May 24, 2024
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Linking Northern and Central NJ, Bronx, Manhattan, Westchester and CT

The Businessman’s Mortgage Options

Let me start off by saying that the cliché “you can’t have your cake and eat it” can be modified when it comes to buying real estate. How, you ask? It’s very simple. We all know that the goal from a tax perspective is to pay the least amount of taxes legally. Generally, most business owners and entrepreneurs try to write off as many expenses against income as they can.

If the business is very healthy and generates wads of cash, even though you might write off expenses, you still might show a hefty profit, and if you do, then you have the probability of getting a conventional mortgage as long as you have enough income to qualify and an acceptable credit score, which would be a clear case of having your cake and eating it too. What if you grossed wads of cash, but wrote off a ton of expenses reducing the net income you need to qualify for a mortgage? The good news is, in the latter case, you can still have your cake and eat it, but … it costs a little more.

My financial background started as a CPA, then getting my real estate brokers licenses in New York and New Jersey doing commercial deals, and starting my mortgage company from below the ground up, so I have a special affinity toward entrepreneurial business owners and the self-employed. I love putting challenging deals together, of which there are many.

There are many mortgage products that can accommodate and meet the needs of self-employed borrowers, and if you thought that you needed tax returns to get a mortgage the good news is you don’t. The catch? You need a better credit score, more down payment or equity, and the rate is higher than a conventional mortgage, but you can still get the cash you need to buy or refinance a home. Afterward, and if the market justifies refinancing, you can refinance out of the higher rate when you have the qualifying income and/or credit score.

Why wouldn’t a person have tax returns? A businessperson may not have finished their “books” to delay paying taxes owed, no access to records due to accountant change, relocation and divorce. A person may have tax returns but will not qualify with the income shown.

Underwriting guidelines have to be met in order for mortgage lenders to sell your loan after you close to the mortgage buyers on the secondary market. If you fit into the underwriting sweet spot box, you should qualify easily. Sometimes though, you may not have the documentation needed for a conventional loan.

Alternative lending, aka NON-QM lending in the mortgage world, refers to mortgage financing that falls out of, or is more flexible than, the conforming criteria. Dodd-Frank was passed in 2010 and a whole bunch of compliance and regulatory laws changed the mortgage products available. In the last several years, the market has changed, and old wounds have healed. That healing has brought about new mortgage financing products and a financing opportunity for those borrowers who are recovering and who have recovered from the real estate market downturn.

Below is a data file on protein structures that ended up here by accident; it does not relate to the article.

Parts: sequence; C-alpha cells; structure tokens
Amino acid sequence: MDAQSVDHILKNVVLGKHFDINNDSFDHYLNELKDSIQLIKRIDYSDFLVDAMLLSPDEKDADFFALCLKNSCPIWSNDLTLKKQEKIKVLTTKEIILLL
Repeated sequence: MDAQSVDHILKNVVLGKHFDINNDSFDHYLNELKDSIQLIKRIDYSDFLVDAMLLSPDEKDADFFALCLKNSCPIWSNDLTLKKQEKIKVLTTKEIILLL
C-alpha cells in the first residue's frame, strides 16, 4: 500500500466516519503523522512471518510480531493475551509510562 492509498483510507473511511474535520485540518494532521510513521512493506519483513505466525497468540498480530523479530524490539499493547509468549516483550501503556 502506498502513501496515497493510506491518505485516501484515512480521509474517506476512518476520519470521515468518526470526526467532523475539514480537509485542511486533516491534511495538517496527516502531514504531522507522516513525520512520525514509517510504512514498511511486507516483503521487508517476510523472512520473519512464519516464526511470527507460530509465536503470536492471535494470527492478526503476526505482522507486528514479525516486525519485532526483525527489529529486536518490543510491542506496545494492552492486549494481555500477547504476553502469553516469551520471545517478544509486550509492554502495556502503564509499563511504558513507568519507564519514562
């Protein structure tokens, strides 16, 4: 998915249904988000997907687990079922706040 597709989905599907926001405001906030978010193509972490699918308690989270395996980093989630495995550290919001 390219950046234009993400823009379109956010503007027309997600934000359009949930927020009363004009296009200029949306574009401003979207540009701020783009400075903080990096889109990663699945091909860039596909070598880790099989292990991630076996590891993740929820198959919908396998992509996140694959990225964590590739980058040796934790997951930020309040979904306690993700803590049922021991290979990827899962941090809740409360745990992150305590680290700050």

Some of the new products utilize bank statements only, allow for lower credit scores, shorter waiting periods between financing and financial housing events (deed in lieu, foreclosure, bankruptcy), and higher debt ratio calculations (total debt figure and divide it by your income). There is even a no income stated product for those who want to buy or refinance a primary residence. Use and occupancy of the property is considered by lenders in determining the selection of alternative, no tax return, programs available.

To give you an idea of what is available for those “out of the box,” borrowers see below:

DSCR: Debt service coverage ratio program for one-four investment properties. This is ideal for borrowers who prefer not to use DTI criteria or are unable to qualify using conventional financial documentation loan requirements. This is based on reserves, payment history and credit depth. Typically, a qualifying calculation historically used for commercial properties is now a common way to qualify one-four investment properties. Net operating income divided by total debt equals. DSCR.

Alt-Doc (Alternative documentation): This qualifies homeowners using non-traditional documentation to determine qualifying income. It is ideal for borrowers who do not meet traditional documentation requirements but want the chance to qualify using flexible alternatives.

The following flexible documentation can be used: 1099 only, W-2 only, one year tax return.

Bank Statement Program: I happen to love this program. Many times lending doesn’t make sense, but in this particular case, it actually makes a lot of sense. The banks look at the monthly deposits that the business generates and use an industry based expense factor to arrive at net income. There is no income verification mortgage for primary residences and second homes only (not available in all states). Highlights include:

  • Employment is not stated on the application
  • Income not stated on the application
  • Income documentation not required
  • Primary residence and second homes
  • Asset seasoning 30 days

Profit and Loss Program: For owner occupied only. Documentation for self-employed: a 12-month unaudited P&L from a tax preparer. Supporting bank statements not required.

Now go get your cake!


Carl Guzman, NMLS# 65291, CPA, is the founder and president of Greenback Capital Mortgage Corp. and www.mortgagegenius.com. He is a real estate mortgage banker and business financing expert with over 35 years experience. He currently has 214 5-star reviews on Zillow. Carl and his team will help you get the best mortgage financing for your situation and his advice will save you thousands! www.greenbackcapital.com; [email protected].

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